How the "Mad Men" Method of Birth Control Ended
Lissy Moskowitz is the deputy director of policy at NARAL Pro-Choice America.
Today, we commemorate the 47th anniversary of Griswold v. Connecticut, the monumental 1965 Supreme Court case that recognized Americans' right to use birth control. The Griswold decision recognized a key aspect of the right to privacy: that individuals should be free from political interference regarding decisions as fundamental as whether to start a family.
Imagine life before Griswold, when married couples could be arrested for using birth control. Women relied on unsafe and ineffective methods like "Lysol douche" because it was illegal for companies to sell women contraceptives. Doctors faced criminal charges for receiving shipments of diaphragms from overseas countries. Clinical trials for the birth-control pill had to be conducted outside the country because laws in many states made it illegal to conduct studies for FDA approval on the medication. States like Massachusetts and Connecticut even banned the dissemination of information about contraception.
Now, despite the fact that it's 2012, some anti-contraception forces are intent on taking us back to the early 1960s. Since the 2010 elections, which put many right-wing extremists into office nationwide, politicians have launched an all-out war against birth control. At the federal level, they tried to defund Planned Parenthood and cancel the Title X program, the only federal program exclusively dedicated to family planning. In addition to repeated efforts to dismantle the Affordable Care Act, anti-contraception senators backed an amendment that would have allowed any employer to deny contraceptive coverage to his employees for virtually any reason. And at the state level, last year states considered more than 20 bills trying to defund local family-planning providers.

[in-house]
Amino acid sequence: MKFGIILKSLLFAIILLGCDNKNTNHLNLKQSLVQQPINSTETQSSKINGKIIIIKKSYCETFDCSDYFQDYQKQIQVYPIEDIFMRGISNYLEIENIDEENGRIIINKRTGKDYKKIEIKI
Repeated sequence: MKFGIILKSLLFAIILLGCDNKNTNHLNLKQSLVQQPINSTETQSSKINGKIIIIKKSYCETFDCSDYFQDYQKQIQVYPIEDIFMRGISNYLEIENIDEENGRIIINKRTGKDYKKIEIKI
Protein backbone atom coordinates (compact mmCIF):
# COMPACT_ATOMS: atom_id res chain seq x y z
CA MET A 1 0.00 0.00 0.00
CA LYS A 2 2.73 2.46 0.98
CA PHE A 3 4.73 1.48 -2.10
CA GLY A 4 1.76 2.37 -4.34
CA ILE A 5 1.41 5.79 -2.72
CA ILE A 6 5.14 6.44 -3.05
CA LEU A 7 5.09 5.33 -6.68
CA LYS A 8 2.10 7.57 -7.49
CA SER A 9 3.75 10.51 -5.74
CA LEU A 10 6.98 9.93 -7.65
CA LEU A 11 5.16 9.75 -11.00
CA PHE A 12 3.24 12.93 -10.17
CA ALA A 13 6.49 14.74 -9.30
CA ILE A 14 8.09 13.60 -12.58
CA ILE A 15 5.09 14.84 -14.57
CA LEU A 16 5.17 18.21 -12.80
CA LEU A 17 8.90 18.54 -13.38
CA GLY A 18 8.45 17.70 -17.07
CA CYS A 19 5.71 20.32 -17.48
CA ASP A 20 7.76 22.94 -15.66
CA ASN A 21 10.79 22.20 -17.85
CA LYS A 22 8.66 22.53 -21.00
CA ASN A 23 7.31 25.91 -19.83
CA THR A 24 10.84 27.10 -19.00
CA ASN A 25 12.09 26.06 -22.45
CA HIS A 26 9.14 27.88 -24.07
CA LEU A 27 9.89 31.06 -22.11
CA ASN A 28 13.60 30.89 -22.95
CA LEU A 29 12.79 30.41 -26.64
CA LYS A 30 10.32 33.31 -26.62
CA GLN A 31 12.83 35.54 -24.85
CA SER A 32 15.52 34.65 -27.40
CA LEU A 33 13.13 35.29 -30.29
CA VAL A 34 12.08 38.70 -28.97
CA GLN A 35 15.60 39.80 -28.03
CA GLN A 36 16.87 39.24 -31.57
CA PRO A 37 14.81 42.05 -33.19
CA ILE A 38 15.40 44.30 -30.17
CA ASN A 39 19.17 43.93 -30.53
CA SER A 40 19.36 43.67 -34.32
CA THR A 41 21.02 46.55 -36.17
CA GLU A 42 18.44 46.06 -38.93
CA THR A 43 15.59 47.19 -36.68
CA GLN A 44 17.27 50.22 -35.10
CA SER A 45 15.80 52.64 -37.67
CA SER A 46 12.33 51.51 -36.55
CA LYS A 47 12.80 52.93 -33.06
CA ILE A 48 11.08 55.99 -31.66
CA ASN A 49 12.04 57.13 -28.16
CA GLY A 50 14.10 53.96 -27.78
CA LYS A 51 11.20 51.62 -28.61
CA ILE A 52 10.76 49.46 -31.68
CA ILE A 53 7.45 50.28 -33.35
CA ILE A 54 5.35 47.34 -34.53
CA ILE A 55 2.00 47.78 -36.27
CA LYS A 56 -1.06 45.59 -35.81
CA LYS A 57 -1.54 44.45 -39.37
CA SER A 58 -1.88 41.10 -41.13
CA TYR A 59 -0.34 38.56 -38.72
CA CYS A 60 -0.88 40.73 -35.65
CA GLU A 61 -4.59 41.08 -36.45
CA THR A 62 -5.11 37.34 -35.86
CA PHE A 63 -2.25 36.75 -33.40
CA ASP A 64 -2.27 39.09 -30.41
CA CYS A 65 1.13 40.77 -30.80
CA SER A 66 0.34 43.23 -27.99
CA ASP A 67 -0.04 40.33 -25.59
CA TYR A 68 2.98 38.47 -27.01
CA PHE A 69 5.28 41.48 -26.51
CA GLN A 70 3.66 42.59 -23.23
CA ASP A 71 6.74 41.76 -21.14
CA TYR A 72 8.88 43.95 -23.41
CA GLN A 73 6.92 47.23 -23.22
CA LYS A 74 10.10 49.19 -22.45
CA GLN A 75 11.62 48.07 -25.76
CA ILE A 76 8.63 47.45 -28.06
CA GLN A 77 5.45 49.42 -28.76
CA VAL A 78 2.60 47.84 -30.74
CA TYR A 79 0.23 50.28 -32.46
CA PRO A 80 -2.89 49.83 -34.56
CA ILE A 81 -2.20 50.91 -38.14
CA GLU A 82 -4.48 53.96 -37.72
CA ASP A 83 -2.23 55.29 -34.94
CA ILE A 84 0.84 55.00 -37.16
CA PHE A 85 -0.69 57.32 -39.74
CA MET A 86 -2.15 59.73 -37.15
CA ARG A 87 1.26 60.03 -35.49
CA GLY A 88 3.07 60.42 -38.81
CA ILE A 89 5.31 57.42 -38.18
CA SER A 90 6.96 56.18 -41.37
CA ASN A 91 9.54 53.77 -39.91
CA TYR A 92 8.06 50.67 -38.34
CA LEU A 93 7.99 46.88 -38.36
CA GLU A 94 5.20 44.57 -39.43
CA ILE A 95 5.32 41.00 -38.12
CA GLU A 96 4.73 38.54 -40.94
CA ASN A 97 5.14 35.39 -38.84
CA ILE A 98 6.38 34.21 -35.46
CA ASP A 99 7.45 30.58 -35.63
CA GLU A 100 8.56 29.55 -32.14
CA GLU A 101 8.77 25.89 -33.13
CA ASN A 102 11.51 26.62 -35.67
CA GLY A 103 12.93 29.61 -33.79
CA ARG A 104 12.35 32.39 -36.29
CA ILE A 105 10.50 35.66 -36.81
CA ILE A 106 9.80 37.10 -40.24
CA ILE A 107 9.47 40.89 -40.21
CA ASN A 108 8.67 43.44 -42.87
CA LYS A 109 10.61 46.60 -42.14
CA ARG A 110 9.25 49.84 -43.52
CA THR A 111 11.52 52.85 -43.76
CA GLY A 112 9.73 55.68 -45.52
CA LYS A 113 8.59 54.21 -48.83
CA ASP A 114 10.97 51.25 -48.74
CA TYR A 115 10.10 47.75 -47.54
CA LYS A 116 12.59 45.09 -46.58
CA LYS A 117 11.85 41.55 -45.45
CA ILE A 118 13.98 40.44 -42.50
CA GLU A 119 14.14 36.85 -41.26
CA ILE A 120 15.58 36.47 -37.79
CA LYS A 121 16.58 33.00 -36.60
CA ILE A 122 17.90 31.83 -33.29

Looking forward, threats to contraception continue to loom. No less than 24 lawsuits filed in opposition to the new contraceptive-coverage policy are pending in the courts. New groups - like Conscience Cause - have been formed to counter advances in access to birth control. And just this month, opponents of contraception have planned large-scale visibility events around the country dedicated to turning back the clock on women's reproductive health.
If these advocates had their way, they would take us back to a time that looks remarkably like the early 1960s, before Griswold. Health plans would no longer cover birth control because they could opt out for any reason. Employers could deny contraceptive coverage to their employees. And pharmacists could refuse to dispense prescription birth control.
Who would have thought that in the 21st century birth-control pills would be more controversial than they were in the time of "Mad Men?" To turn back the clock on women's access to birth control - one of the greatest public-health advancements in the past century - would be a huge setback for women.